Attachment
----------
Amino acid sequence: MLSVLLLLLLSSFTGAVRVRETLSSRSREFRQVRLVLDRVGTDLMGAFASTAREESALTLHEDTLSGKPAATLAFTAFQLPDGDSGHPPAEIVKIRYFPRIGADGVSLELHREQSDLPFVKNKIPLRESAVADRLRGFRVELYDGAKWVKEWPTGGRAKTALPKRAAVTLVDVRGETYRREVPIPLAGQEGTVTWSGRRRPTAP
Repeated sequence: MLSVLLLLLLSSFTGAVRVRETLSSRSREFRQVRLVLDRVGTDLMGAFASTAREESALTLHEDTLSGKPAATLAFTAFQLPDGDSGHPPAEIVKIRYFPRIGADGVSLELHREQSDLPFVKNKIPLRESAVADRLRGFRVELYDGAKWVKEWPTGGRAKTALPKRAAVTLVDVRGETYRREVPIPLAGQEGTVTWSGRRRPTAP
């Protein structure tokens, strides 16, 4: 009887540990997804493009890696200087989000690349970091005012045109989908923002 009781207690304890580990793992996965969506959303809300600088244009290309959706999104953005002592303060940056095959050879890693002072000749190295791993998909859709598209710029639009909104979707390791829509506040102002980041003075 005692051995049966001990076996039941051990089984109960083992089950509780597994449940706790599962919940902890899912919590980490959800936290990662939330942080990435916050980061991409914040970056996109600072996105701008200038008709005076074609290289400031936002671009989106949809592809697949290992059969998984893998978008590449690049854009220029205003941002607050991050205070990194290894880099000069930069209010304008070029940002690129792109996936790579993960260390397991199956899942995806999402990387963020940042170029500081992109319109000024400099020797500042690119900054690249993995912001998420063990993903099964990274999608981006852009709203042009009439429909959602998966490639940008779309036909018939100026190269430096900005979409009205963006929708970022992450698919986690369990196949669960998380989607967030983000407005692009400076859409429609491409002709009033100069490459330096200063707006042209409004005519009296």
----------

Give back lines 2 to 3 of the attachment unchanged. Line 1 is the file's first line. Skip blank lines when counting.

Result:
Repeated sequence: MLSVLLLLLLSSFTGAVRVRETLSSRSREFRQVRLVLDRVGTDLMGAFASTAREESALTLHEDTLSGKPAATLAFTAFQLPDGDSGHPPAEIVKIRYFPRIGADGVSLELHREQSDLPFVKNKIPLRESAVADRLRGFRVELYDGAKWVKEWPTGGRAKTALPKRAAVTLVDVRGETYRREVPIPLAGQEGTVTWSGRRRPTAP
């Protein structure tokens, strides 16, 4: 009887540990997804493009890696200087989000690349970091005012045109989908923002 009781207690304890580990793992996965969506959303809300600088244009290309959706999104953005002592303060940056095959050879890693002072000749190295791993998909859709598209710029639009909104979707390791829509506040102002980041003075 005692051995049966001990076996039941051990089984109960083992089950509780597994449940706790599962919940902890899912919590980490959800936290990662939330942080990435916050980061991409914040970056996109600072996105701008200038008709005076074609290289400031936002671009989106949809592809697949290992059969998984893998978008590449690049854009220029205003941002607050991050205070990194290894880099000069930069209010304008070029940002690129792109996936790579993960260390397991199956899942995806999402990387963020940042170029500081992109319109000024400099020797500042690119900054690249993995912001998420063990993903099964990274999608981006852009709203042009009439429909959602998966490639940008779309036909018939100026190269430096900005979409009205963006929708970022992450698919986690369990196949669960998380989607967030983000407005692009400076859409429609491409002709009033100069490459330096200063707006042209409004005519009296």